March 03, 2005

How do you sum up Media Aesthetics--I think I just did...

Summing up Media Aesthetics may sound like a challenging task, but I have actually managed to do it.

Pygmalion: Burne-Jones and Gerome had a different way of viewing Pygmalion's story through their artwork. There paintings can tell the whole story of Pygmalion.

Mike May's Journal: Gaining your site back after over 40 years seemed to be a wonderful experience for Mike. I reflected on what I thought Mike had gained from this experience and wrote about my thoughts on how Mike being able to see after so long was a beautiful thing.

Seeing is Believing?: "Cathedral" was a very interesting reading. I wrote about how I did not like the husband's character at the begining of the story, but towards the end of the story, I started not to mind him as much. The blind man 'opened the husband's eyes' to what it's like to be blind, and the husband finally realized that sometimes seeing is not always believing.

Insight on Amanda Cochran and Julie Young's Blog: I already know how to blog, but I said that the hints Amanda and Julie gave would be useful to a person who is a newbie. I also made comments about why I do not blog as much as I think I should.

The Allegory of a Cave: Plato always seem to have the very agreeing character in order to make the readers agree with his ideas as well (as if the character agreeing represents the reader). I felt that Plato was expressing that humans are always looking away from the truth. I wrote how Plato notions towards humans not understanding that the ideal is the truth.

Technology advances: Churchill opened my eyes to a new understanding of the process of a fact: it takes information, knowledge, understanding, and wisdom. I also agreed with Churchill that there is nothing better than a classroom education, and technology, I do not think, will ever come as far as taking over the classrooms.

Plato's "Republic": Plato explains many of his ideas through his writings of Socrates. I wrote about Socrates saying that there is only one ideal of everything, such as a chair, bed, ect. and not one person can create that same bed, ect. He said that a painter and carpenter are all imitators of this ideal. I also, of course, threw my own opinions in there on what I thought about this reading.

Aristotle's "Poetics": I did not agree at all with Aristotle's view on beauty. He said it could not be too small or too large. I simply disagree. I also wrote on Aristotle explaining how a person should write a tragedy. If you use mean/rare/unusual words, watch out...

Professorless Discussion: A coffee-house disscussion that took place in the classroom was a wonderful experience. Our ideas were free-flowing and productive in thought. Amanda, Johanna, and I all agreed with the arguement of beauty that took place in Aristotle's "Poetics." We decided that Aristotle should not tell us what's right and what's wrong. We also discussed how Aristotle discussed tragedy over comedy, when he should have discussed both.

Poem for Pope: This poem is a reflection of my thoughts on some of Alexander Pope's lines of his own poem, "An Essay on Criticism." I wrote about how I agreed with poets not giving credit to those who taught them. I also stated that I do not like Pope's idea of the critic. I also give the impression that rules are meant to be broken, which disagrees with Pope. My favorite of this poem is where I wrote, "I do not like this idea of following rules, When your own ideas are your own poems tools."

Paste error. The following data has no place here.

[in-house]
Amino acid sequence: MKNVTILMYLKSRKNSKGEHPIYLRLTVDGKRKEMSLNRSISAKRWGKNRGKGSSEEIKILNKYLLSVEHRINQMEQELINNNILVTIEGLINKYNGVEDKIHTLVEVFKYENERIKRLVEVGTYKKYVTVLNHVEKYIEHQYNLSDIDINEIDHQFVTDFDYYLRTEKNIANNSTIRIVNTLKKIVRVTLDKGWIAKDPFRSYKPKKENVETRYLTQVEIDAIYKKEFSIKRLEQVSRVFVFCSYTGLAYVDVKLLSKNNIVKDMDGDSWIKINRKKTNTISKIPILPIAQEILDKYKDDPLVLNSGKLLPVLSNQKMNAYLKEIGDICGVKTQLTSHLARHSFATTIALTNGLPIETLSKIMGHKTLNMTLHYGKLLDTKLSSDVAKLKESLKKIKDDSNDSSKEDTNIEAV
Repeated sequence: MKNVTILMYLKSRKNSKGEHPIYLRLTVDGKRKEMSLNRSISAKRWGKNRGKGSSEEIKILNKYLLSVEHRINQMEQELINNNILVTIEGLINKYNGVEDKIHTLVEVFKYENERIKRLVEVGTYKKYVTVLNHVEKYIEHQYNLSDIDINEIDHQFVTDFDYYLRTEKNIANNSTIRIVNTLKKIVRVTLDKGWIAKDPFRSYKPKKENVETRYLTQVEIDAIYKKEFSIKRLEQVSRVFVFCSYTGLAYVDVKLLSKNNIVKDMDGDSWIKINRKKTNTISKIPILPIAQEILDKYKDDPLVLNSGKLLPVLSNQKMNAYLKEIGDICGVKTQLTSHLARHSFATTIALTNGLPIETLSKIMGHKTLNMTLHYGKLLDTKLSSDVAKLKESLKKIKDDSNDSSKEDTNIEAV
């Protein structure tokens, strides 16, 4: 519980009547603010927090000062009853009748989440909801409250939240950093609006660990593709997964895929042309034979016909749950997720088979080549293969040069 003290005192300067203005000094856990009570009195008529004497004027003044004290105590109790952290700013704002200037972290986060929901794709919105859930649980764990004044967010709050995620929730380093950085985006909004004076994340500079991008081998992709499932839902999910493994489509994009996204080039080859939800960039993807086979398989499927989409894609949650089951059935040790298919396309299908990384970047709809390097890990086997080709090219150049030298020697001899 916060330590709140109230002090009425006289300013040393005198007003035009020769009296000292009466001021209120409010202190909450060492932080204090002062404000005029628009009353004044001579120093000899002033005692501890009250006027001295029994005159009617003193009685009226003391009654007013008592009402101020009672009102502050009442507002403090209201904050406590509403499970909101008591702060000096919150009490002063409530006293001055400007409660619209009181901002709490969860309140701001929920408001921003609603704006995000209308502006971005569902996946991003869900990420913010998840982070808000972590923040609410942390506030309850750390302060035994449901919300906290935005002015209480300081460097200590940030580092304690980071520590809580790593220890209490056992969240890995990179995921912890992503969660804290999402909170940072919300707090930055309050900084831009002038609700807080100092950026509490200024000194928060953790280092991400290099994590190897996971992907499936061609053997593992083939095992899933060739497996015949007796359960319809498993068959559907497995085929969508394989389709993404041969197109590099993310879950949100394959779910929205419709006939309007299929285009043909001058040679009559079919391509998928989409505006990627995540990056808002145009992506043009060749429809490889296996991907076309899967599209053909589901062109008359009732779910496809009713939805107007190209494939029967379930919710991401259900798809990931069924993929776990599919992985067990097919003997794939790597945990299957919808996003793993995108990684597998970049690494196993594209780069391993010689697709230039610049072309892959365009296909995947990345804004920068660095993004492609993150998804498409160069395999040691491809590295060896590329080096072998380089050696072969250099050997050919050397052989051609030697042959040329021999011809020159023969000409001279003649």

T.S. Eliot's "Tradition and the Individual Talent": A quote from T. S. Eliot stikes me to think in ways that I never had before. I brought up many reflections on how we know more than those before us, simply because they are the ones we know. I said that if it was not for these writers advancing the way they did, then we would not be where we are today. I also agree that criticism should be based on the poem, not on the poet.

"The Decay of Lying": I get sort of confused after trying to explain my own ideas of the quote, "Life imitates art far more than Art imitates life." I give an example of a tree, but start to contradict my own ideas. I also bring up the idea, which disagrees with "The Decay of Lying," that health can be a form of beauty.

The Picture of Dorian Gray (preface): In the preface, there were many lines that struck my interest. I reflected on many of them within this entry. When the quote, "All art is quite useless" appeared, I felt that Oscar Wilde was bashing art. In this follow-up blog, I realized that this quote tends to be true, but not in a bashing way. (After a discussion in class and reading The Picture of Dorian Gray, I understand these ideas more fully. I realized that the reader may not know what the preface is referring to until the whole book is read.)

A picture says a thousand words: refers to my thoughts on the book The Picture of Dorian Gray written by Oscar Wilde. I discuss thoughts on relating the destruction of a flower to the destruction of one's soul. I also speak on how Dorian Gray, in the end, finally had evil done to him, rather than him doing evil to others.

Dorian Gray's realism: I spoke about how I felt on the article about aesthetic realism and how I also feel that Oscar Wilde used realism in a most fascinating way. I also said how I disagreed with the idea of Lord Henry being gay in this book; he may have been flirtacious, but not gay.

Posted by Anne Stadler at March 3, 2005 11:52 PM | TrackBack
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